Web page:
Women’s prerogative
Dr. Tilak S. Fernando
Statistically or physiologically or even unwillingly 50 percent of the population in the world happen to be women. And of that over 30 percent is or has been statistically, physiologically or even unwillingly pregnant! The overall all image of being housewives or domestic helpers is fast vanishing as more women join their ranks.

The switch over to computers and high tech advances have taken over the muscle out of the jobs and is attracting more women, many of them university educated.

In the present day we see living examples of women at the top all over the world. Sri Lanka went on record having two women as both the Executive President and Prime Minster simultaneously.

The first woman Prime Minister to the world was introduced from Sri Lanka. The trend continued in India, Bangladesh, Pakistan and Iran. ‘Iron fist’ of Margaret Thatcher ruled Britain for eleven years, the Speaker of the House of Commons in the UK was also a woman once. British monarchy has a record of having Victoria and Elizabeth II as ceremonial Heads of Britain. A Raja Yogi would sermonize us that we are now in the Diamond Age, since 1939, and the Vedas have predicted this present era to be dominated by women till the dawn of the Golden age!

Women priests
One look at the Church of England what did we see? When the synod approved the ordination of women priests rejoicing took place in mass scale. Women’s Rights campaigners were jubilant, they felt an immense victory after a century’s long battle, but some men and priests vowed to leave the Church and join the Catholic faith!

Usually it is a women’s prerogative to be their own defence. In modern times, particularly in certain quarters, women have burnt their bras and come out fighting for equal rights with men! Women argue that it does not take any mental genius or gymnastics to make a woman pregnant and all it needs from a man is his sheer physical, primitive animal desire. From that point onwards, it is the ‘poor’ woman, they say, who has to go through the mental and the physical agony of bearing and rearing of children.

Looking at women from various religious view points, nothing else is so prominent like in the Hindu faith. The ancient scriptures such as the Vedas, the Upanishads and the great epics have always been derogatory to a woman’s development as an individual.

Virtuous living
If she has individuality, it is made out to be villainous. If she is submissive and subjugating like ‘Seeta’, she is hailed and praised and put on a pedestal. Thirty second Verse in the ninth chapter of The Bhagavad Gita, which is regarded as the ideal treatise of virtuous living, emphasises the fact that ‘a female foetus is inferior’. A woman’s birth is referred to as ‘papa yoni’ or inferior/imperfect birth. Some women critics maintain that the reason behind all this is very clear and these statements have been introduced into the scriptures by men to retain their superiority in society. They claim that all the authors have been men but not women and men whose intentions have always been to subordinate women, have played ‘this dirty trick’ on womankind.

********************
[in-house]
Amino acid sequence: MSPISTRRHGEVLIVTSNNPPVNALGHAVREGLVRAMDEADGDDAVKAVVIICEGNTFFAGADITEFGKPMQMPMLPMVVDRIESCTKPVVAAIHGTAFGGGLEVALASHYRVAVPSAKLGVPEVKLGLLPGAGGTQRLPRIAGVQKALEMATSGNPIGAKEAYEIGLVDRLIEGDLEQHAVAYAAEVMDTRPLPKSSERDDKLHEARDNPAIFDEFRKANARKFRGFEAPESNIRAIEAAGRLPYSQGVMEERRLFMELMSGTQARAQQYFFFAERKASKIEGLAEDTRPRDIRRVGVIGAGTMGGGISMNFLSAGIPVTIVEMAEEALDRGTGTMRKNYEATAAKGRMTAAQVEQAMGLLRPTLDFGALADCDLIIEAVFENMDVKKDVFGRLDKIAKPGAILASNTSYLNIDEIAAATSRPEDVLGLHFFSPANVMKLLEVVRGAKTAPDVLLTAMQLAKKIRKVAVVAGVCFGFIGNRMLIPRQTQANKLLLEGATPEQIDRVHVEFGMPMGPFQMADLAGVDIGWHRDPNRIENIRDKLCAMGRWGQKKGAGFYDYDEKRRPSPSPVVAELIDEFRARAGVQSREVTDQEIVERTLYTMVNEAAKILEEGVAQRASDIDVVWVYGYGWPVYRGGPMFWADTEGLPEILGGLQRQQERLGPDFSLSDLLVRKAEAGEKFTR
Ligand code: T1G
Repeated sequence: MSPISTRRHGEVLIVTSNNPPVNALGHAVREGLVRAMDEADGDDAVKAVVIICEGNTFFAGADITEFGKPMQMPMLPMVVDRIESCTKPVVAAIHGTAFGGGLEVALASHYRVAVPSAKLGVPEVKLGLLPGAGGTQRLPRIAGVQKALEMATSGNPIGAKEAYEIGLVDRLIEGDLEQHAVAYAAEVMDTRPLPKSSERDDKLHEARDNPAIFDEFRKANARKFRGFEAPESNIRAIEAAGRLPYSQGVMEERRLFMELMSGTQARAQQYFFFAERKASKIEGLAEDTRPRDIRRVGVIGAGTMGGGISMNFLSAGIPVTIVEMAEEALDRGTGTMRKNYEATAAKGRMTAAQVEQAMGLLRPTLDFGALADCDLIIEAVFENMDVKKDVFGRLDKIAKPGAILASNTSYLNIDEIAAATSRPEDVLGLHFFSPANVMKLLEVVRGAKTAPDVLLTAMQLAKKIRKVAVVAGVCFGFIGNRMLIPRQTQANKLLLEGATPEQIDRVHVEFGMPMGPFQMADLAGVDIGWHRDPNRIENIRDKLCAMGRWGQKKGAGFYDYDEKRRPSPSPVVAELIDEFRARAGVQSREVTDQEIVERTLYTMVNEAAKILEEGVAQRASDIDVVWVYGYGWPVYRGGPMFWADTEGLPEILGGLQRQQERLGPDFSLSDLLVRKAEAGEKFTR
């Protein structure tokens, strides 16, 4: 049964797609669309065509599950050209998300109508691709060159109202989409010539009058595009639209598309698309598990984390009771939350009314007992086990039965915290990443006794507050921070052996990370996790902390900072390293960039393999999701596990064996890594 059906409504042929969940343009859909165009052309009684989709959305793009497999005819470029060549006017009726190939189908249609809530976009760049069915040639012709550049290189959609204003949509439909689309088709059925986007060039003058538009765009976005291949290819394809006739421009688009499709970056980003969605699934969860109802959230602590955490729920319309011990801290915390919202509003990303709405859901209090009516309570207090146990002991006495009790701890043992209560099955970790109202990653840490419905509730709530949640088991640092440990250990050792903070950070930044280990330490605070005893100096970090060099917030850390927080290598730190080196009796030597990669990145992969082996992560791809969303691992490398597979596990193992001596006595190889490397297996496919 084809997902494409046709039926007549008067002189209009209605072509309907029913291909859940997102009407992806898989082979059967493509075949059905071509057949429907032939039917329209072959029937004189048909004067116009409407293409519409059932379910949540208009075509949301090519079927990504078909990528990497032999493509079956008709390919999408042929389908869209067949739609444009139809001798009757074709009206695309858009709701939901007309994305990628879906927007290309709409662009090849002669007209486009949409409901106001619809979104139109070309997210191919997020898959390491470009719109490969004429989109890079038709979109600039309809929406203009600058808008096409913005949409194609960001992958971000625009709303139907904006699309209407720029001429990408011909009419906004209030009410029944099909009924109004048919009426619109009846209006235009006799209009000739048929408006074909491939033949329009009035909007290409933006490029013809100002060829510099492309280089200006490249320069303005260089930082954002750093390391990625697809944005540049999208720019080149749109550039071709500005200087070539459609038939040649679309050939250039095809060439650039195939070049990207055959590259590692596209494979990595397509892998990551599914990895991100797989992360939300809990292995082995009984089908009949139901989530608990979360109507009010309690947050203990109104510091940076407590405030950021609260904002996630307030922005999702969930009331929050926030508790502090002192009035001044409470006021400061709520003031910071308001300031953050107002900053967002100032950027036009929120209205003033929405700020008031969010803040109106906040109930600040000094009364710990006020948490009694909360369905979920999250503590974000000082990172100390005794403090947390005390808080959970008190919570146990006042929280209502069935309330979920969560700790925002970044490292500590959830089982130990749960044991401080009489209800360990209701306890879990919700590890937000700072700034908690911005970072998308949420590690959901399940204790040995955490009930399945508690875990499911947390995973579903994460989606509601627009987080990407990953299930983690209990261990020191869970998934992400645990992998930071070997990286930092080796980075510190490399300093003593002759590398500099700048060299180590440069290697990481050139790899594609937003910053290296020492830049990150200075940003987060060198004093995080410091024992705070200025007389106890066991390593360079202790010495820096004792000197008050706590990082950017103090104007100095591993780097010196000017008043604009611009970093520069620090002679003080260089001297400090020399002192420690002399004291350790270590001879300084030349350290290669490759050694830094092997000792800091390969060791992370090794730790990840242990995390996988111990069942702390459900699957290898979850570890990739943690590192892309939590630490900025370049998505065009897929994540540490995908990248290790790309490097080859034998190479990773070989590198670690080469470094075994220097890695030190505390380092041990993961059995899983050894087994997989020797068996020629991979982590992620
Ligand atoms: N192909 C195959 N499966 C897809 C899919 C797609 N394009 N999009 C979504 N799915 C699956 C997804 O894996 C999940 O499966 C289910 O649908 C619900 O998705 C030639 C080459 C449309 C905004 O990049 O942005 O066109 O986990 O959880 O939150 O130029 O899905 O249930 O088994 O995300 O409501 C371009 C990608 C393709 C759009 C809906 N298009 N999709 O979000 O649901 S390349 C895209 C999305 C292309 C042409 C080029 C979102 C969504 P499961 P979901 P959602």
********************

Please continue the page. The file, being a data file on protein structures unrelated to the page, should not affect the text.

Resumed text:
Contemplation on the part of the Sri Lanka Government to increase women representation at the upcoming Local Government election is very much in discussion at present where it is hoped that it would help to increase the number of women politicians entering Parliament in the future. The arguments put forward in this direction are many.

Male dominance reflects in the Sri Lanka Parliament where out of 225 members only a handful of 13 are females. It is in thus backdrop strong arguments are put forward to enable women enter the political fray to be on a par with their male counterparts as the ‘ weaker sex’ has been deprived of, for seven decades since Sri Lanka was privileged to have universal adult franchise.

Major contributors
In a broad generalisation, 53 percent of the Sri Lankan population comprise of women. Especially those women who work abroad as housemaids are the major contributors to the foreign exchange earnings at present. By and large, the present day woman has ‘breached the male citadels in the professions, entrepreneurship, in sports and in a multitude of various other disciplines’ and so forth.

The Geneva-based World Economic Forum’s Corporate Gender Gap Report revealed that still less than five percent of women rise to senior management or Board positions. The survey has unearthed some reasons as to what forms the biggest barriers to leadership and advancement of women in their careers such as a masculine corporate culture and a lack of role models. Survey also highlighted that the female body language doesn’t express leadership behaviour; “Tilting the head or holding on to the back of a chair expresses insecurity and restraint”, it revealed. To counter such thoughts, recently Licia Ronsull, a member of the European Parliament took her one-month-old baby to a Parliament session in Strasbourg to highlight a point about the difficulties women are facing in trying to juggle careers and child care.

Do men see their women only as their daughters, wives, mothers, sisters, daughters-in law or as concubines and illegal mistresses in hiding? Women maintain that ‘man is not prepared to accept the latter category in public because it is not convenient for him’!

Over 4,000 years ago Aristotle said, “Woman made equal to man will always try to be the superior”, but it is reasonable to assume the modern woman’s fight to freedom and equal status is not because they are being made equal but perhaps so far down the line of history of mankind woman has been made unequal!